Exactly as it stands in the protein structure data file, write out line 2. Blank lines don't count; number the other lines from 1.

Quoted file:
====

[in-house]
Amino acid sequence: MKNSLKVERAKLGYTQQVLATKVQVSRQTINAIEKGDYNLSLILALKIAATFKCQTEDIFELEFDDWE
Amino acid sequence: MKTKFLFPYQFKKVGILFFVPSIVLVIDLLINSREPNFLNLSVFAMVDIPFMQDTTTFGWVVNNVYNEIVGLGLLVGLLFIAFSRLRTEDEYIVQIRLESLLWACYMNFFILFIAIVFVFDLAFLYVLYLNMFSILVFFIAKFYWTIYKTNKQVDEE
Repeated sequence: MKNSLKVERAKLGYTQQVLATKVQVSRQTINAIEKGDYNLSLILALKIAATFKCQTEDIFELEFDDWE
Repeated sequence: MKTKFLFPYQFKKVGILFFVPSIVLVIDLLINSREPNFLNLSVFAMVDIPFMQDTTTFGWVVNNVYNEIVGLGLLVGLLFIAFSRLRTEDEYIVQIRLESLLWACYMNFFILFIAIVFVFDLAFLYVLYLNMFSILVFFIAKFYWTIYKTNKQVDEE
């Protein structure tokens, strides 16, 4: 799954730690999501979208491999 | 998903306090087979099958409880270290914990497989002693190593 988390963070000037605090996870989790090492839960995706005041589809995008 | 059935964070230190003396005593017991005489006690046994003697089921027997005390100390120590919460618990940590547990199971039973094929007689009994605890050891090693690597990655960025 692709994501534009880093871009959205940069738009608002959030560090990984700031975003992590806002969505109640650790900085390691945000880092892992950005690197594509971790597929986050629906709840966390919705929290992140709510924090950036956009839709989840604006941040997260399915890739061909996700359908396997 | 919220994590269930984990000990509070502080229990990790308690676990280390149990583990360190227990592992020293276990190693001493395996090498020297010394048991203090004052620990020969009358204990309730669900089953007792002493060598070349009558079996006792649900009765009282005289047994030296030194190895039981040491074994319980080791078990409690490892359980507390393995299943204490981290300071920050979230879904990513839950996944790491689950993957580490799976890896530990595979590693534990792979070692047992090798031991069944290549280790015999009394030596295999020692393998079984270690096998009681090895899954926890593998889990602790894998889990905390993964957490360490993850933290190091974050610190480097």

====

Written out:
Amino acid sequence: MKNSLKVERAKLGYTQQVLATKVQVSRQTINAIEKGDYNLSLILALKIAATFKCQTEDIFELEFDDWE